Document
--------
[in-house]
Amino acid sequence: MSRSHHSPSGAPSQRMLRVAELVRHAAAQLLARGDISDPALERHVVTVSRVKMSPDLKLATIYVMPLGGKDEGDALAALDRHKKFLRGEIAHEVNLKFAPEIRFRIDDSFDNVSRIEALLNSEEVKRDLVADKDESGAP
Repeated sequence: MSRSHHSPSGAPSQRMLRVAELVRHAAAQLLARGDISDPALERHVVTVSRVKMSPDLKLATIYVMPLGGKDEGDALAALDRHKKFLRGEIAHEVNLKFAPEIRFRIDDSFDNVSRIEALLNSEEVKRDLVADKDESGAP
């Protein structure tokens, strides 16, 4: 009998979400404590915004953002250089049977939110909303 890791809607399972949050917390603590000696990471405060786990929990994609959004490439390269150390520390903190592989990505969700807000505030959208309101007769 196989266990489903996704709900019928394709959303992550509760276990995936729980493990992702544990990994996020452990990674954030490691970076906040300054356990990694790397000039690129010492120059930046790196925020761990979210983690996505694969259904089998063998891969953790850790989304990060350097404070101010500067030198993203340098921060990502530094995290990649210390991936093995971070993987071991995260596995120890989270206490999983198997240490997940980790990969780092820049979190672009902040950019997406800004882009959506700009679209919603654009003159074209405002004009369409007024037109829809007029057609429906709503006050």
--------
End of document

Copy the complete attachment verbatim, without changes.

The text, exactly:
[in-house]
Amino acid sequence: MSRSHHSPSGAPSQRMLRVAELVRHAAAQLLARGDISDPALERHVVTVSRVKMSPDLKLATIYVMPLGGKDEGDALAALDRHKKFLRGEIAHEVNLKFAPEIRFRIDDSFDNVSRIEALLNSEEVKRDLVADKDESGAP
Repeated sequence: MSRSHHSPSGAPSQRMLRVAELVRHAAAQLLARGDISDPALERHVVTVSRVKMSPDLKLATIYVMPLGGKDEGDALAALDRHKKFLRGEIAHEVNLKFAPEIRFRIDDSFDNVSRIEALLNSEEVKRDLVADKDESGAP
């Protein structure tokens, strides 16, 4: 009998979400404590915004953002250089049977939110909303 890791809607399972949050917390603590000696990471405060786990929990994609959004490439390269150390520390903190592989990505969700807000505030959208309101007769 196989266990489903996704709900019928394709959303992550509760276990995936729980493990992702544990990994996020452990990674954030490691970076906040300054356990990694790397000039690129010492120059930046790196925020761990979210983690996505694969259904089998063998891969953790850790989304990060350097404070101010500067030198993203340098921060990502530094995290990649210390991936093995971070993987071991995260596995120890989270206490999983198997240490997940980790990969780092820049979190672009902040950019997406800004882009959506700009679209919603654009003159074209405002004009369409007024037109829809007029057609429906709503006050």